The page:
In Canada, we are fortunate in that our insolvency laws have been written in such a way as to minimize the use of lawyers and the Court for the majority of the individuals that file personal bankruptcy. In Canada you file bankruptcy with a licensed trustee in bankruptcy – the court only gets involved in highly contentious matters or when someone fails to comply with all of the requirements of the law.
About Bankruptcy Trustees
Quite simply, a bankruptcy trustee is a professional who is licensed by the Government of Canada to administer your bankruptcy or consumer proposal. Only a licensed trustee in bankruptcy or licensed insolvency trustee can file a bankruptcy or proposal for you. If you need to confirm that the person you are dealing with is a trustee, you can find all bankruptcy trustees in Canada listed on the Superintendent of Bankruptcy website. You file for bankruptcy with the assistance of a trustee, who is then assigned to administer your bankruptcy under the Bankruptcy and Insolvency Act and manage assets held in trust.
The best way to think of a trustee is as a referee. They don’t work for you, or against you, they administer the rules of the process and see that everyone complies with their duties and responsibilities under the law.
Trustees are bankruptcy specialists and they are the only persons that may administer bankruptcies and proposals in Canada. This is an important distinction because in recent years, a new industry has developed in Canada that calls itself “debt consultants”. These debt relief agencies charge you a fee to advise you on how to deal with your debts. Once the fee has been paid they refer you to a licensed trustee to actually do all of the work. Debt consultants are not breaking any laws, but since most trustees will meet with people for free to help them sort out their financial problems, you should never have to pay a referral fee to see a trustee in bankruptcy in Canada.
All our Local Bankruptcy Trustees offer a free, no charge, confidential consultation. Their sole objective is to help you deal with your debts. They are members of our site because of their reputation for providing the best service in their communities. Since they do not charge a fee for a consultation, there is no cost so you have nothing to lose by contacting one of our trustees and asking questions.
Why do I need a Bankruptcy Trustee?
Filing a bankruptcy or consumer proposal is a complicated legal process. In Canada, you need to file a proposal or make an assignment in bankruptcy with a licensed trustee. A personal bankruptcy trustee in Canada completes a rigorous education program that includes a period of practical experience in debt management. This program runs from 2 to 5 years or more, depending on the individual. Once candidates have passed the educational and experience requirements they sit an Oral Board of Examiners in order to be granted a trustee licence. This Board sits once a year and the pass rate is generally about 50%. It is quite a personal achievement to obtain a trustee in bankruptcy licence in Canada.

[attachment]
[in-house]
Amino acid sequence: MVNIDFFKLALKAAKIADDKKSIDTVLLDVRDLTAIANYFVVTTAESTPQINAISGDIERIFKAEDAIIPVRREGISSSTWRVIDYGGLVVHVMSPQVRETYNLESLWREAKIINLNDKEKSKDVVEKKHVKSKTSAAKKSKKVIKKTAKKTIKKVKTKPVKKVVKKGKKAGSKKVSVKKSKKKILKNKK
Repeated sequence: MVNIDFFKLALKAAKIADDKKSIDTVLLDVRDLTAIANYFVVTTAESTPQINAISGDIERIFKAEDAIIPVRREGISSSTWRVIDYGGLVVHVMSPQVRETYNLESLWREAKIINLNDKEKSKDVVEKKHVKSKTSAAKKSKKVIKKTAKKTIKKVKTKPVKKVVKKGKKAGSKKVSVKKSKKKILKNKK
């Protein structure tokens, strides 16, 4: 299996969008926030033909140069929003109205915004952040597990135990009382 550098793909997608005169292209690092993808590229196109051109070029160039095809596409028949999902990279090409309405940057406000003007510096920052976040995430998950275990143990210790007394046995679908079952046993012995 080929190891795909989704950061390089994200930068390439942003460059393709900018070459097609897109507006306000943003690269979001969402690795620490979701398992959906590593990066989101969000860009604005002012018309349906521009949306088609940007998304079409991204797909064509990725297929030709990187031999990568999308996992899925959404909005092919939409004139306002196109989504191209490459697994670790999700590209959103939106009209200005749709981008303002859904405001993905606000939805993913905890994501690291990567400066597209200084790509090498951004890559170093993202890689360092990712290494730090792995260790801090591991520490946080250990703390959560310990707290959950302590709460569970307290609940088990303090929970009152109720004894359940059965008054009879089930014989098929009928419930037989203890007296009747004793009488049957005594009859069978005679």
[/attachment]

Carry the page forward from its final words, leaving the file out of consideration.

This means that a personal bankruptcy trustee is a highly trained debt expert and the most qualified person you can talk to concerning your debts. An professional trustee will not just “talk you into filing bankruptcy”. In fact, they are obligated by a strict code of conduct to explain all of your debt relief options.
Did you know that in fact 4 out of 5 people that contact a trustee in bankruptcy do not need to declare bankruptcy and are advised of another solution? Often this is a consumer proposal, a legal arrangement that you can make with your creditors through a Consumer Proposal Administrator, who is also a trustee.
The best thing you can do if you are considering filing for bankruptcy, or are looking at any debt relief option, is to contact a Local Bankruptcy Trustee in your community. They will assess your personal situation and help you decide if a bankruptcy or a consumer proposal is the best solution for you and if not, they will recommend what you should do to help you deal with your debts.
From Our Canada Bankruptcy Trustee blog: